The BumbleBee loader is primarily delivered via phishing emails and is used to create a backdoor in victims’ networks, allowing the attacker to take control of devices and execute commands. Bumblebee has been observed delivering the Cobalt Strike attack framework, which is used for lateral movement within networks. Once a sufficiently high number of devices and systems have been compromised, the BumbleBee loader drops the ransomware payload. After sensitive data has been exfiltrated from the victim’s systems, the file encryption process is initiated.

According to Symantec, the Bumblebee loader has replaced several other malware variants that have proven popular with ransomware gangs in the past, such as the TrickBot Trojan and BazarLoader. The replacement of those malware variants with Bumblebee the loader appears to have been pre-planned. If the Bumblebee loader is detected on any device, rapid action should be taken as it is likely that the malware could lead to a ransomware attack.

The Growing Threat of Ransomware Attacks

Ransomware attacks on businesses increased significantly in 2021. The Federal Bureau of Investigation (FBI) reported in its 2021 Internet Crime Report that the FBI Internet Crime Complaint Center (IC3) received 2,084 reports of ransomware attacks between January 1 and July 31, 2021, which represents a 62% increase year-over-year. The 2021 Ransomware Study by IDC found that 37% of global organizations had suffered at least one ransomware attack in 2021. Verizon reported in its 2021 Data Breach Investigations Report that the number of ransomware attacks doubled in 2021, and ransomware is now involved in 10% of all data breaches.

Ransomware attacks are being conducted on businesses in all industry sectors, with education, retail, professional and legal services, government, IT, manufacturing, energy, healthcare, and the financial services the hardest hit. Attacks can be extremely damaging to businesses and can cost millions of dollars to mitigate. Many businesses have been forced to close as a result of an attack.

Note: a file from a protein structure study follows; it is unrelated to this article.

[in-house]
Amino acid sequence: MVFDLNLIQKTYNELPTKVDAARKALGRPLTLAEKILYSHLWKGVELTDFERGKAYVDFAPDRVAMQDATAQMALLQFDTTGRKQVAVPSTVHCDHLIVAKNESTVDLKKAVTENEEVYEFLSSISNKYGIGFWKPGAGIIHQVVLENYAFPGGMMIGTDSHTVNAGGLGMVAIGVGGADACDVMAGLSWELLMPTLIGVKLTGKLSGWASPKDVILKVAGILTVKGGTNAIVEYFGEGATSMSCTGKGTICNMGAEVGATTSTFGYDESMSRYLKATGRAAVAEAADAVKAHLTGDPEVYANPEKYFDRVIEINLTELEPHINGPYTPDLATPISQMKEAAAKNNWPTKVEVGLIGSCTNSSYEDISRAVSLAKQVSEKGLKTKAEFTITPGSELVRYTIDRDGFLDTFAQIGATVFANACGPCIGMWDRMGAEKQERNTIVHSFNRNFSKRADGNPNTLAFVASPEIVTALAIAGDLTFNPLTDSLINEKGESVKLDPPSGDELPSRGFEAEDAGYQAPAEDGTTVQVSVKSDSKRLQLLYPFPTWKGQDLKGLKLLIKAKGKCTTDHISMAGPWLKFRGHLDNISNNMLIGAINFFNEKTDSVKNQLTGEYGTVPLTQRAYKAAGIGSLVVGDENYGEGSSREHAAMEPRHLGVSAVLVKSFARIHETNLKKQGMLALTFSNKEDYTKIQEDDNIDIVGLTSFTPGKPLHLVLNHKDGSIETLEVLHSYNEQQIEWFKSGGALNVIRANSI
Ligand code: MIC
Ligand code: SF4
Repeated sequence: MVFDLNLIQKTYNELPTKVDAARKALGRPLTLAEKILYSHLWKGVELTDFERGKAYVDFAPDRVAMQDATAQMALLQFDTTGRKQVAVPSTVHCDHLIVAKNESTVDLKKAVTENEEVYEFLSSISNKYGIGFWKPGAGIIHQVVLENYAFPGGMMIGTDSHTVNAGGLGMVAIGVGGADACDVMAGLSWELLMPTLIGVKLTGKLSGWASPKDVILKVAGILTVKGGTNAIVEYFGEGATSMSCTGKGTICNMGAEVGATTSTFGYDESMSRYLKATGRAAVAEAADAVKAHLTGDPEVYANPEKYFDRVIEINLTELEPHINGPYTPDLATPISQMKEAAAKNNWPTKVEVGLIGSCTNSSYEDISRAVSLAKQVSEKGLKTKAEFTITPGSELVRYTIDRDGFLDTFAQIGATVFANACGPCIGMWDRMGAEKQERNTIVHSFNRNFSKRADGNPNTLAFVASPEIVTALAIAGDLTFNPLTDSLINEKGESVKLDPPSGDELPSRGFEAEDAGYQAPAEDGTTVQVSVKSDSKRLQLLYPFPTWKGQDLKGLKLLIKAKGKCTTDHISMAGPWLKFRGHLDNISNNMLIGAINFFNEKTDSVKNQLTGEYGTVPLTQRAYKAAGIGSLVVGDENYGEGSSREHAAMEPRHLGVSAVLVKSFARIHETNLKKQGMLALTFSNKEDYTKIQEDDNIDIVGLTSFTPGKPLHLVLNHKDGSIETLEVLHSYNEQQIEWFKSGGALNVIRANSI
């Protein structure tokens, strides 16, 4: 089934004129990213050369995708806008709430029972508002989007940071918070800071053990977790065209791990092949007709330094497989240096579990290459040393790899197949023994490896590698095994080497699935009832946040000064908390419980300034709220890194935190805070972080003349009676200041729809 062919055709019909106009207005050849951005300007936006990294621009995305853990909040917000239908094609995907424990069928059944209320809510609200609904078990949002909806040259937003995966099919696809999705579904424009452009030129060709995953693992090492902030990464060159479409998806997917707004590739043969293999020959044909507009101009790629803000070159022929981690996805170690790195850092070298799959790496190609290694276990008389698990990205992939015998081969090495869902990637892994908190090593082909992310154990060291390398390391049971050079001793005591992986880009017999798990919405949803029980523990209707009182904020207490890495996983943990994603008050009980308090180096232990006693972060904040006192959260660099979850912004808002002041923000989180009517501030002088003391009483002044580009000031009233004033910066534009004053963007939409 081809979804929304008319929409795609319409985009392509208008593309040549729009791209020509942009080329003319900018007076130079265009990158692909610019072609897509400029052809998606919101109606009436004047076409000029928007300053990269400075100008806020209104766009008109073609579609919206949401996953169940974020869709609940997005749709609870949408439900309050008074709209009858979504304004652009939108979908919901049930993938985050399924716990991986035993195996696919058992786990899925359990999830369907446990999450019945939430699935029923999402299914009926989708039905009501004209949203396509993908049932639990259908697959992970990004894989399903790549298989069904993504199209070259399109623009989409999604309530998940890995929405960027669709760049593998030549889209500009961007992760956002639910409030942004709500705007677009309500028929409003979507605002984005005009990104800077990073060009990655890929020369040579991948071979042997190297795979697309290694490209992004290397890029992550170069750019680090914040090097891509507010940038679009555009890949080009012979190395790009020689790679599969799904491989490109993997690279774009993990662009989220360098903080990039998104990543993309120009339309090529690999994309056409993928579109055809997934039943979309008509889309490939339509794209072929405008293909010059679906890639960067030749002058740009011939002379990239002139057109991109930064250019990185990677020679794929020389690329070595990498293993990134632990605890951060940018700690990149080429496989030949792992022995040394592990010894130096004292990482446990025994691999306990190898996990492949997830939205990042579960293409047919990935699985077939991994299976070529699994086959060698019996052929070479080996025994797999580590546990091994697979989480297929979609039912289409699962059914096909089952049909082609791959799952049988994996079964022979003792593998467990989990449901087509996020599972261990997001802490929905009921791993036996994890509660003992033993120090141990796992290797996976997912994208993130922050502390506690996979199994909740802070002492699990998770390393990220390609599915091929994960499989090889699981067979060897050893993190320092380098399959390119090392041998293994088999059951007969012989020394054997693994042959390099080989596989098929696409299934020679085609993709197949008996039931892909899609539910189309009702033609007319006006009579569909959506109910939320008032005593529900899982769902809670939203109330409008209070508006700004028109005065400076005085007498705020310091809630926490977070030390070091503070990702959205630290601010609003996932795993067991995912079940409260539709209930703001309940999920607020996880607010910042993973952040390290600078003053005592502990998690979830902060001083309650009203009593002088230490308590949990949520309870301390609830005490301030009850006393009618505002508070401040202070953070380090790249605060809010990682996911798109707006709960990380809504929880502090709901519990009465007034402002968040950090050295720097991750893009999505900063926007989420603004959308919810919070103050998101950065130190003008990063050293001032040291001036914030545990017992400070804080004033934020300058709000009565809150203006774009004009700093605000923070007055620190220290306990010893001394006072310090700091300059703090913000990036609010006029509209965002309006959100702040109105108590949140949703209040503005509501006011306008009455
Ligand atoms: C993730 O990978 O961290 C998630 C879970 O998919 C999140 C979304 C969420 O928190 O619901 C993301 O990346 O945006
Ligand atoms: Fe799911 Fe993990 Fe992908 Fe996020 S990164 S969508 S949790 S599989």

How to Protect Against Ransomware Attacks

Many ransomware gangs operate under the ransomware-as-a-service model, where affiliates are recruited to conduct attacks in exchange for a cut of any ransom payments they generate. Having many affiliates conducting attacks means more attacks can be conducted than if ransomware gangs operated alone. Affiliates have specialist skills and excel at certain types of attacks. That means defending against attacks means blocking multiple attack vectors, which means multiple security solutions need to be deployed.

Defending against ransomware attacks requires a defense in-depth approach involving multiple layers of protection. An email security solution – such as SpamTitan – should be used for blocking attacks via email, such as emails distributing the Bumblebee loader. A DNS filter such as WebTitan should be deployed to block attacks over the Internet and prevent employees from visiting malicious and risky websites.

It is important to educate the workforce about the threat of phishing, malware, and ransomware, and train the workforce on how to recognize and avoid threats such as phishing and social engineering. TitanHQ offers the SafeTitan security awareness training and phishing simulation platform for creating a security-aware workforce.

Vulnerabilities are often exploited, so it is important to ensure that patches and software updates are applied promptly. In the event of an attack succeeding, businesses need to be able to recover quickly. One of the biggest causes of losses in ransomware attacks is lost business due to the disruption caused by an attack, not the cost of the ransom payment. To minimize damage and ensure the fastest possible recovery, an incident response plan should be developed that specifically covers ransomware attacks and that plan should be regularly tested in tabletop exercises.

It is naturally also vital for backups to be created of all data to ensure data can be recovered in the event of an attack. Multiple copies of data should be made, the backups need to be tested to ensure file recovery is possible, and the backups should be stored on a non-networked device, with one copy stored securely offsite.

RATDispenser: A New Malware Threat That Delivers 8 Secondary Malware Payloads

A new malware downloader has been identified that is being used to deliver 8 different malware payloads, including several Remote Access Trojans (RATs) and keyloggers. The malware has been named RATDispenser by security researchers at HP Wolf Security, who recently identified and analyzed the malware.